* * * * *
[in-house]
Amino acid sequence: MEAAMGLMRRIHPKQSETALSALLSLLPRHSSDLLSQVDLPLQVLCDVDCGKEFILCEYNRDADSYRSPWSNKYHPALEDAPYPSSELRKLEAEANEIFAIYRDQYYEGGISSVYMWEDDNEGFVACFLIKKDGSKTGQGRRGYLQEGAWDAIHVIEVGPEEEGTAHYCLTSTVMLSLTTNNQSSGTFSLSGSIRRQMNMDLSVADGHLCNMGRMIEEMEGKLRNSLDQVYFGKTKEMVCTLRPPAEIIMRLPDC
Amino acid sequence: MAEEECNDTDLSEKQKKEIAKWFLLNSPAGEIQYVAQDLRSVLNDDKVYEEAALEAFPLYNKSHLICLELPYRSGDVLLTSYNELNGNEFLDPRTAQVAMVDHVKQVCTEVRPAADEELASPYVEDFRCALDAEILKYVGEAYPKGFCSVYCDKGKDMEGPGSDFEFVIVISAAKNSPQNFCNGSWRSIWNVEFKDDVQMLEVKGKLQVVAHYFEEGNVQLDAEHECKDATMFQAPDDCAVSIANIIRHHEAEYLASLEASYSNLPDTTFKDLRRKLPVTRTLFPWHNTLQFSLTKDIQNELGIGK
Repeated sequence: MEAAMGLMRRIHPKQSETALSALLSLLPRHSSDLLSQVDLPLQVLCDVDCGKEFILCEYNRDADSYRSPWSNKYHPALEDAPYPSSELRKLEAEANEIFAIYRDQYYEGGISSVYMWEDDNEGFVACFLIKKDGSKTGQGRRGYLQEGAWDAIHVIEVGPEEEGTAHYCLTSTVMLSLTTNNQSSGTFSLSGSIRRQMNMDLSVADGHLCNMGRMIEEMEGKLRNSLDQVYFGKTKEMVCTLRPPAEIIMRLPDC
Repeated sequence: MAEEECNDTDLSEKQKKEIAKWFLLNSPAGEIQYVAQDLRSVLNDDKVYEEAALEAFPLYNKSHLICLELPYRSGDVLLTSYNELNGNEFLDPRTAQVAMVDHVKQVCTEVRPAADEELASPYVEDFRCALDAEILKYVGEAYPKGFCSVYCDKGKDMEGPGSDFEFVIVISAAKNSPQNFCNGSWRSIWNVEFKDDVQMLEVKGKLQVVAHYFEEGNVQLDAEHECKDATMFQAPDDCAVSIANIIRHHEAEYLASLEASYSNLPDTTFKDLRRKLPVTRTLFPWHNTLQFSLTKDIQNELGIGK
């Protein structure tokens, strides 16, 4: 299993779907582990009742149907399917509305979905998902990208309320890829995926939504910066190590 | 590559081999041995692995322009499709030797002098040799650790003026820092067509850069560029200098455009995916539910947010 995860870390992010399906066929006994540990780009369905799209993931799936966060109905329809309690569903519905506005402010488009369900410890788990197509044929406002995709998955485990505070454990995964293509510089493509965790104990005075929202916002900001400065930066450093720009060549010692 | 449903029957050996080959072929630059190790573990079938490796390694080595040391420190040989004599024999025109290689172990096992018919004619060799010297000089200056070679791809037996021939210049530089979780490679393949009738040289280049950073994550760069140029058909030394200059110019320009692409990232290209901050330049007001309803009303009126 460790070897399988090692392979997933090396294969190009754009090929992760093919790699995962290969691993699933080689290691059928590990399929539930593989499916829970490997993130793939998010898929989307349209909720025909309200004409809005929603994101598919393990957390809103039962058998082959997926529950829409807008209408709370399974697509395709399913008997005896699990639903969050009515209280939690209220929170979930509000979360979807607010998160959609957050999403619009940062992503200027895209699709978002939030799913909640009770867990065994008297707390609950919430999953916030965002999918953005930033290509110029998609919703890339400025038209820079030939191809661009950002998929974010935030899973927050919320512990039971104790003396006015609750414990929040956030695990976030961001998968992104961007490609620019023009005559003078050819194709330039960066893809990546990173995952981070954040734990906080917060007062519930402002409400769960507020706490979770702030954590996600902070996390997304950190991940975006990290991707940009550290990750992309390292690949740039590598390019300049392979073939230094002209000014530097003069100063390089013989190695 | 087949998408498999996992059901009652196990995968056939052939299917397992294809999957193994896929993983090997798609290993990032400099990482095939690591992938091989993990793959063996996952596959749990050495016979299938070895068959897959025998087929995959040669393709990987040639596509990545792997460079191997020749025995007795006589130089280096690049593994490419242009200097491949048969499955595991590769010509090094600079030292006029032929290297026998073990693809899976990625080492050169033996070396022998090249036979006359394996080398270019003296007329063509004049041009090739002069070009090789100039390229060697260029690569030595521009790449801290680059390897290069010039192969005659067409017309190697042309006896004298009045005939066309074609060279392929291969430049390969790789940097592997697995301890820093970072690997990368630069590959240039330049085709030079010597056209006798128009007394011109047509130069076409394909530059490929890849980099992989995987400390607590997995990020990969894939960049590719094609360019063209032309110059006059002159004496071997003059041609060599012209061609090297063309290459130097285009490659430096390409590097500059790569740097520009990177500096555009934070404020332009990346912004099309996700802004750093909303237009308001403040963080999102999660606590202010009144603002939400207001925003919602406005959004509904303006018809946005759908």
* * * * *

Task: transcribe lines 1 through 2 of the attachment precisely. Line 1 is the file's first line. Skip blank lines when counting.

[in-house]
Amino acid sequence: MEAAMGLMRRIHPKQSETALSALLSLLPRHSSDLLSQVDLPLQVLCDVDCGKEFILCEYNRDADSYRSPWSNKYHPALEDAPYPSSELRKLEAEANEIFAIYRDQYYEGGISSVYMWEDDNEGFVACFLIKKDGSKTGQGRRGYLQEGAWDAIHVIEVGPEEEGTAHYCLTSTVMLSLTTNNQSSGTFSLSGSIRRQMNMDLSVADGHLCNMGRMIEEMEGKLRNSLDQVYFGKTKEMVCTLRPPAEIIMRLPDC